A 15-year-old boy spent years wandering through school hallways
and a bureaucratic system that ultimately couldn't keep track of
him. Now he's in juvenile custody, accused of murdering Christine
Smetzer in a restroom at McCluer North High School.
Smetzer, a 15-year-old freshman, was found badly beaten in a
restroom stall just after the school dismissal bell last Tuesday.
She died on the way to a hospital. She will be buried Monday.
School officials classified the suspect as having a behavior
disorder, a disability that qualified him to receive services from
the Special School District of St. Louis County. Children with such
problems cannot control their behavior because their brains seem to
"short circuit" in a way not fully understood.
Officials from the Special School District, which serves 22,200
disabled students, refused to discuss the student or his record.
G. Robert Fritz, superintendent of Ferguson-Florissant School
District, which operates McCluer North, said the suspect had been
receiving Special District services since he was placed in a
special class in seventh grade two school years ago in Ferguson
Officials in neither district will talk further. They cite
federal and state laws governing student privacy, juvenile
offenders and the education of disabled students.
Even so, people who know the suspect and the schools he
attended say he was known to skip classes and, on at least one
previous occasion, wander into a girls' restroom.
The suspect has been a student in the three levels of classes
offered by the Special School District - in a separate building, in
a separate classroom in a regular building and in a regular
classroom with support services.
At one point, the boy attended a school run by the Special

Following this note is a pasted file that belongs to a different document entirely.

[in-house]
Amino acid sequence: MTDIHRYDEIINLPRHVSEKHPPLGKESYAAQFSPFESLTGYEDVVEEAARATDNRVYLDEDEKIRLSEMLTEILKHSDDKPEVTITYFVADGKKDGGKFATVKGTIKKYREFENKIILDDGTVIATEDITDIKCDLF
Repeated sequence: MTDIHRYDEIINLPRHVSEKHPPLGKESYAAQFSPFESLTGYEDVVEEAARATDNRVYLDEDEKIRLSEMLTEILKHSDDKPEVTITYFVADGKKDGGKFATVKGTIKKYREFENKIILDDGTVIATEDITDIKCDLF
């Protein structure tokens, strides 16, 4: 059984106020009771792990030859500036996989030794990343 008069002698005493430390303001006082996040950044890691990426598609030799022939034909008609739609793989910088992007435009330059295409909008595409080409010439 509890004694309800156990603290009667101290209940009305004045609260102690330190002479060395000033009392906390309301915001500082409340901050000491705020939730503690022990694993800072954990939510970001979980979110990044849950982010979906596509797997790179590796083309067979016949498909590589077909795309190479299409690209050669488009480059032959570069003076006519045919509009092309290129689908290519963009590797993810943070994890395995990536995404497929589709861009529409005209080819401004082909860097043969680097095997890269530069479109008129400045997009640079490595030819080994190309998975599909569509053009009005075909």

School District that serves only disabled students. This is the
most supervised, controlled environment for behavior-disordered
Then he transferred to Ferguson Middle to a separate classroom
taught by a Special School District teacher. There, he had a little
more freedom and mixed with regular students at lunch and in some
Sources say the suspect got into trouble for wandering the
halls and skipping school. Educators who evaluated him did not cite
unusually aggressive behavior.
The boy improved at Ferguson Middle. The school was honored
last fall by a national organization for its programs that
encourage students to solve problems without violence.
By eighth grade, the suspect was spending more than half his
day in regular classes there. He got special tutoring alone or in
small groups from a Special School District teacher. He graduated
from eighth grade last spring with a regular certificate.
But when he started at McCluer High School last fall in regular
classes, the teen couldn't handle the freedom, even with help from
a Special School District teacher, sources say.
By October, the suspect was caught in a girls' restroom at the
high school and suspended. Ferguson-Florissant officials asked the
Special School District to re-evaluate him.
In late fall, Special School District staff members recommended
that the suspect be transferred to a separate classroom at McCluer
North that was supposed to give him more supervision and structure.
They decided to wait until the beginning of the next semester.
Before year's end, the suspect was suspended again, this time
for stealing. Over the Christmas vacation juvenile authorities
detained him for allegedly breaking into a house, neighbors say. …